(c) sensing a second continuity status of the electric circuit under test subsequent in time to said first continuity status, wherein said second continuity status is another of said short circuit condition and said open circuit condition for the same point in said electric circuit under test;
(d) comparing said first and second continuity statuses and determining that a change in continuity status has occurred when said first and second continuity statuses are different, indicating one of a short circuit-to-open circuit transition and an open circuit-to-short circuit transition; and
(e) capturing said change in continuity status when said change is the first to occur during said continuity capture cycle.
7. The method according to claim 6, further comprising the step of displaying said change in continuity status in a form indicative of said one of said open-to-short transition and said short-to-open transition.
US07666254 1991-03-08 1991-03-08 Instrument with continuity capture feature Expired - Fee Related US5227984A (en)

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US07666254 US5227984A (en) 1991-03-08 1991-03-08 Instrument with continuity capture feature
DE1991623236 DE69123236T2 (en) 1991-03-08 1991-05-23 Instrument with detection of the passage
EP19910304669 EP0503183B1 (en) 1991-03-08 1991-05-23 Instrument with continuity capture feature
DE1991623236 DE69123236D1 (en) 1991-03-08 1991-05-23 Instrument with detection of the passage
JP20260291A JPH0750139B2 (en) 1991-03-08 1991-07-17 Measuring instruments and measurement methods

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Cited By (8)

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USD354921S (en) 1993-11-02 1995-01-31 Eutech Cybernetics Pte. Ltd. Liquid test meter
US5586057A (en) * 1993-10-04 1996-12-17 Patel; Baldev Industrial equipment operating status scanner
US6556018B2 (en) 2001-05-25 2003-04-29 Virgil Benton Method of locating defective sockets in a light strand
US6667625B1 (en) * 2001-12-31 2003-12-23 Charles F. Miller Method and apparatus for detecting wire in an ultrasonic bonding tool
US20050165529A1 (en) * 2004-01-28 2005-07-28 Denso Corporation Short-circuit detecting circuit device
US20060022833A1 (en) * 2004-07-29 2006-02-02 Kevin Ferguson Human movement measurement system
US20110032236A1 (en) * 2009-08-06 2011-02-10 Yokogawa Electric Corporation Measurement apparatus
US20110074395A1 (en) * 2009-09-28 2011-03-31 Fluke Corporation Digital multimeters including a remote display

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JP2687897B2 (en) * 1994-10-13 1997-12-08 日本電気株式会社 Field effect transistor and manufacturing method thereof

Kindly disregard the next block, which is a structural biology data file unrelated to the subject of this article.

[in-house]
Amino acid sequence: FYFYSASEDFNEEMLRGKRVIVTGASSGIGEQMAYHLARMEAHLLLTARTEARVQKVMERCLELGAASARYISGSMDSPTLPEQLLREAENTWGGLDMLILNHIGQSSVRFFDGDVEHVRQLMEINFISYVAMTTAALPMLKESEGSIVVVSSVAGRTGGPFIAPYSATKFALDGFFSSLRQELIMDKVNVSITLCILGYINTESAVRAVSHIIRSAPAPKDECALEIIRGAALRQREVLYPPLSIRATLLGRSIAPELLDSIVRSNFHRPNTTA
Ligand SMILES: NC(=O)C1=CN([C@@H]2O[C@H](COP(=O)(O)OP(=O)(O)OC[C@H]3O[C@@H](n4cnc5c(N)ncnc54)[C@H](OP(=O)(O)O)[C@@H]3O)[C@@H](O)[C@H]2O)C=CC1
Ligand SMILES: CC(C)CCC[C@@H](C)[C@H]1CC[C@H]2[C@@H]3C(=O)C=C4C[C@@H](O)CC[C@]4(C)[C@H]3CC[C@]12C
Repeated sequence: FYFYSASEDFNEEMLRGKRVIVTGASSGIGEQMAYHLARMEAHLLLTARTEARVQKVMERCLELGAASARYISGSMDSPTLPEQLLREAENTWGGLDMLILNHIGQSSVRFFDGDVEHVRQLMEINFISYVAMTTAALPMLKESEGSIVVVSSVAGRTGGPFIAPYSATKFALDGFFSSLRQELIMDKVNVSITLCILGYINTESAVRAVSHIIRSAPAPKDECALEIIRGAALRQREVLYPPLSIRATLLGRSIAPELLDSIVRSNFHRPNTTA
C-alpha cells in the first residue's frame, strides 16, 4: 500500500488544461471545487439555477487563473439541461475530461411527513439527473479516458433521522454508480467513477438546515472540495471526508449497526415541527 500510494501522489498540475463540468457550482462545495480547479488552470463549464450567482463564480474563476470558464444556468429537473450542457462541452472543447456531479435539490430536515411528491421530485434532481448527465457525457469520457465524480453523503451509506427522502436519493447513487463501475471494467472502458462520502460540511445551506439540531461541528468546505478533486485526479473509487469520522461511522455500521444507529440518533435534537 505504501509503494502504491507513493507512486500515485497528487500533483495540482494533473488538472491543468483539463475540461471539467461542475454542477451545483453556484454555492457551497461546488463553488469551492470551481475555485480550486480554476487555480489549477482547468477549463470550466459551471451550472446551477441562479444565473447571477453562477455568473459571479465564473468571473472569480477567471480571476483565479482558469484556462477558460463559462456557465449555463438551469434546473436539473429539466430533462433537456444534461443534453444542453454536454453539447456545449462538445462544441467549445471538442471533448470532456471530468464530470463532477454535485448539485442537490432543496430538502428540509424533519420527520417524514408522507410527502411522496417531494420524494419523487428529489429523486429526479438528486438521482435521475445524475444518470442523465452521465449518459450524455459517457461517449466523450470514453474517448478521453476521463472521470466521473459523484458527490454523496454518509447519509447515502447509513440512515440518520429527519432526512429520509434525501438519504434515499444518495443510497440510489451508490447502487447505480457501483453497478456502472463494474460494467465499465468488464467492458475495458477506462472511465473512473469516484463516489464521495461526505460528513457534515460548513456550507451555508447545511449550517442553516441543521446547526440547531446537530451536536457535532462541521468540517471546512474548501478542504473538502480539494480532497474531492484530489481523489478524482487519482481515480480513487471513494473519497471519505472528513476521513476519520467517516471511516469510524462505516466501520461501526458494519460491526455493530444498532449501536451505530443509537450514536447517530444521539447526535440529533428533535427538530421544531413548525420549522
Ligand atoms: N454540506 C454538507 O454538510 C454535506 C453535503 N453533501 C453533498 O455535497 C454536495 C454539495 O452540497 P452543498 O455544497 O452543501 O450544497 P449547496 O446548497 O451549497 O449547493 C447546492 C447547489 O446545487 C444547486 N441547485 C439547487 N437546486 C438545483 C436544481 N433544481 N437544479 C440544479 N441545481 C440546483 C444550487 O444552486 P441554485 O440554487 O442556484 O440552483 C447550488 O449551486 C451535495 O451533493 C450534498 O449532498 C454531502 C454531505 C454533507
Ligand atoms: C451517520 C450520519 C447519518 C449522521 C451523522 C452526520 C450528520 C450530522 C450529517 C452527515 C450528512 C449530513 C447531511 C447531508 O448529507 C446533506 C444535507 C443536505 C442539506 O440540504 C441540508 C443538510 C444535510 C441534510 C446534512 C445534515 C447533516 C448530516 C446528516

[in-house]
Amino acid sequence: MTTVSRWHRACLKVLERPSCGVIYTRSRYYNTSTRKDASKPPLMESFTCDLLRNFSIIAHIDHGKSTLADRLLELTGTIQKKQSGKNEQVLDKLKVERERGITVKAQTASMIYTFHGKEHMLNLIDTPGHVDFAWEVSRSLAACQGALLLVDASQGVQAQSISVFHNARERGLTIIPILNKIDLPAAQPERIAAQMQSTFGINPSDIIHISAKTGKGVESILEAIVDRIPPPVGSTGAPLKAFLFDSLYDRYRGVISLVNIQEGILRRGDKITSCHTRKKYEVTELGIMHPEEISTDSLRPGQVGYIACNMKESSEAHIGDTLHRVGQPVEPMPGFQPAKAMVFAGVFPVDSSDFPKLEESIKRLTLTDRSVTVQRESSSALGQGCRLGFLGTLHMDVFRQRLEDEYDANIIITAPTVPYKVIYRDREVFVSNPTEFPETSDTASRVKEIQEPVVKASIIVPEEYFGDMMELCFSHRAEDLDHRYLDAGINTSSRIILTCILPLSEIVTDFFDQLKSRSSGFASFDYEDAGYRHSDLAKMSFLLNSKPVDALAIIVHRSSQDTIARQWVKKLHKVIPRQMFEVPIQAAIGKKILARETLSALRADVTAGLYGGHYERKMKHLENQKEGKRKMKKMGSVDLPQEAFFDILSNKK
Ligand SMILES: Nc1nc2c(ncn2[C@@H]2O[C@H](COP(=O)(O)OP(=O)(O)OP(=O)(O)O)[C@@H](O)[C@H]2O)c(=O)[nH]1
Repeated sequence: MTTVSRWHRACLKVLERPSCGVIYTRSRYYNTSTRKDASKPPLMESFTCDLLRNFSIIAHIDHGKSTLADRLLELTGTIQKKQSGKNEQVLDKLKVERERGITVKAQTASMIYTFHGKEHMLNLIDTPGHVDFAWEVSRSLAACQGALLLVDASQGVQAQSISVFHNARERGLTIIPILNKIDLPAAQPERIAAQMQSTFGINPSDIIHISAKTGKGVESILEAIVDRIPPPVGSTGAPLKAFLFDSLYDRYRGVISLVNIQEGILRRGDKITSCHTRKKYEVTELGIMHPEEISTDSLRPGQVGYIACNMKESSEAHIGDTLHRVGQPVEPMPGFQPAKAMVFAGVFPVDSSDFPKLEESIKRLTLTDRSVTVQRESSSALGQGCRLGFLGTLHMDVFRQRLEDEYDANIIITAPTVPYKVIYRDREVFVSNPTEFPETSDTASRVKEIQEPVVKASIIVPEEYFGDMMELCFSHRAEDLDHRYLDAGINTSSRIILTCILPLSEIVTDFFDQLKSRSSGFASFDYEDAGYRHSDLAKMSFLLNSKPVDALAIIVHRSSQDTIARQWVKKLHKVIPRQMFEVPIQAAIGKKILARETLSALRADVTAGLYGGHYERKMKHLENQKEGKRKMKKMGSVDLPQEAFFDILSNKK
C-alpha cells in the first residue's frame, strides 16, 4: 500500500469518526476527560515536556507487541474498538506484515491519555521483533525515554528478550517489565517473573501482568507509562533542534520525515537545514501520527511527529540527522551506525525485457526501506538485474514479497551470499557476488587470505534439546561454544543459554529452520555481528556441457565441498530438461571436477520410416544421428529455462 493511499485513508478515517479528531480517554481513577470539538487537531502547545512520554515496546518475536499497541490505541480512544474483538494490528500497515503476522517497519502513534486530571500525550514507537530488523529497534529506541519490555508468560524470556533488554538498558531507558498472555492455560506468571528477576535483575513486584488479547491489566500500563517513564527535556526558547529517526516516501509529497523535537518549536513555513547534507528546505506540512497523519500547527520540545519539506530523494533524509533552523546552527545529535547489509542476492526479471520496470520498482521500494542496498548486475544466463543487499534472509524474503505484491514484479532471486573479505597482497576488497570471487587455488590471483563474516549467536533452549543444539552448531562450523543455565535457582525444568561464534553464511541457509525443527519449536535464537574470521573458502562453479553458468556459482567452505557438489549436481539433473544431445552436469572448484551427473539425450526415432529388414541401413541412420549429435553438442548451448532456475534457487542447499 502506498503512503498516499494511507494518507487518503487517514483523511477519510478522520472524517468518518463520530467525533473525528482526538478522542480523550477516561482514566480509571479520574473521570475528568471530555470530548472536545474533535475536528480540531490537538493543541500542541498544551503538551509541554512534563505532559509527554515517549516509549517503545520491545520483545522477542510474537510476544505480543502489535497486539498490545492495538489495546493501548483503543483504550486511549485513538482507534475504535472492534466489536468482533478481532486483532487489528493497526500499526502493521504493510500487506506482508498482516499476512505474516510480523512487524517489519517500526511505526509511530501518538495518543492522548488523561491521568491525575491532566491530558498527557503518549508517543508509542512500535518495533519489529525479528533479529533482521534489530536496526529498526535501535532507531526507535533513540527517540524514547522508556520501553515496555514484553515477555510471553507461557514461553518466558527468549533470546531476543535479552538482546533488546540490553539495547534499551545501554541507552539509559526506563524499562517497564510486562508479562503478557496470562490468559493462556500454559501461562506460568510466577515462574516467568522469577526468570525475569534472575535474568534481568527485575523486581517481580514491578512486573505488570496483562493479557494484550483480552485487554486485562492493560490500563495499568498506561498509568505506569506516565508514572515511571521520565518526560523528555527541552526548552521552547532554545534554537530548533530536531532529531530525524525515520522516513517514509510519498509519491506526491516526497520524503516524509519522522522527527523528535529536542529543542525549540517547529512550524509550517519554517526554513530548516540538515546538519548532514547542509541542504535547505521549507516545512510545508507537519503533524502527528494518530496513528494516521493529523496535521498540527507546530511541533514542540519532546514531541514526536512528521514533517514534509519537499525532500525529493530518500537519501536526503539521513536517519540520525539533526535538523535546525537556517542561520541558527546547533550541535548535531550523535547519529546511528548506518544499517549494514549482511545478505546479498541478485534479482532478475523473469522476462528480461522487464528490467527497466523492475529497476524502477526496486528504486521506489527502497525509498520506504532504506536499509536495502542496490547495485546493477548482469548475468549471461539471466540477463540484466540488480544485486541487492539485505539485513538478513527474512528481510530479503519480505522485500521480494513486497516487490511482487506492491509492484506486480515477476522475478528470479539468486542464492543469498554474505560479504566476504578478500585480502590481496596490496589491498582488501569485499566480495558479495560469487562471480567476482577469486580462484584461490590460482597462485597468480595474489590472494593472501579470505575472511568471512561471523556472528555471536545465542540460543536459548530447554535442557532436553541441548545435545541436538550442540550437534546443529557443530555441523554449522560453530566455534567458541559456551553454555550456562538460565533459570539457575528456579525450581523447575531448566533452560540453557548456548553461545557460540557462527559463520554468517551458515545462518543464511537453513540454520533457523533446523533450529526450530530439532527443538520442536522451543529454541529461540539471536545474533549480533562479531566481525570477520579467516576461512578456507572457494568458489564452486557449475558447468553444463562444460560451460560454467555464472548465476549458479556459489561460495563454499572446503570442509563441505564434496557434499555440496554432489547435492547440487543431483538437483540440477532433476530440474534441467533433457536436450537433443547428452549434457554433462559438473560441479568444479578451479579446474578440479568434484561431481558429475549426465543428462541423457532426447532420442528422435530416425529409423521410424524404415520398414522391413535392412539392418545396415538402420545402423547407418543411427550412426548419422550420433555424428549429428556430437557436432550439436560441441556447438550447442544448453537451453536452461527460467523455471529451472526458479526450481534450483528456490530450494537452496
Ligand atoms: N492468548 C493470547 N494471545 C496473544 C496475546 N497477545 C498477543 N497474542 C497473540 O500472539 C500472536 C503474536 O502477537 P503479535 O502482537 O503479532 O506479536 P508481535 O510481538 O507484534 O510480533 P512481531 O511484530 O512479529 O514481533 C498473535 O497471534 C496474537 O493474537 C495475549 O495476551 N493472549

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Cited By (12)

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US5586057A (en) * 1993-10-04 1996-12-17 Patel; Baldev Industrial equipment operating status scanner
USD354921S (en) 1993-11-02 1995-01-31 Eutech Cybernetics Pte. Ltd. Liquid test meter
US6556018B2 (en) 2001-05-25 2003-04-29 Virgil Benton Method of locating defective sockets in a light strand
US6667625B1 (en) * 2001-12-31 2003-12-23 Charles F. Miller Method and apparatus for detecting wire in an ultrasonic bonding tool
US20050165529A1 (en) * 2004-01-28 2005-07-28 Denso Corporation Short-circuit detecting circuit device
US7236867B2 (en) * 2004-01-28 2007-06-26 Denso Corporation Short-circuit detecting circuit device
US20060022833A1 (en) * 2004-07-29 2006-02-02 Kevin Ferguson Human movement measurement system
US20110032236A1 (en) * 2009-08-06 2011-02-10 Yokogawa Electric Corporation Measurement apparatus
US8698505B2 (en) * 2009-08-06 2014-04-15 Yokogawa Electric Corporation Measurement apparatus detecting consumption current of a display
US20110074395A1 (en) * 2009-09-28 2011-03-31 Fluke Corporation Digital multimeters including a remote display
US8405380B2 (en) 2009-09-28 2013-03-26 Fluke Corporation Digital multimeters including a remote display
US8803507B2 (en) 2009-09-28 2014-08-12 Fluke Corporation Digital multimeters including a remote display

Also Published As

Publication number Publication date Type
EP0503183A3 (en) 1992-11-25 application
JP2057409C (en) grant
JPH0750139B2 (en) 1995-05-31 grant
EP0503183A2 (en) 1992-09-16 application
DE69123236D1 (en) 1997-01-02 grant
EP0503183B1 (en) 1996-11-20 grant
DE69123236T2 (en) 1997-04-17 grant
JPH05232175A (en) 1993-09-07 application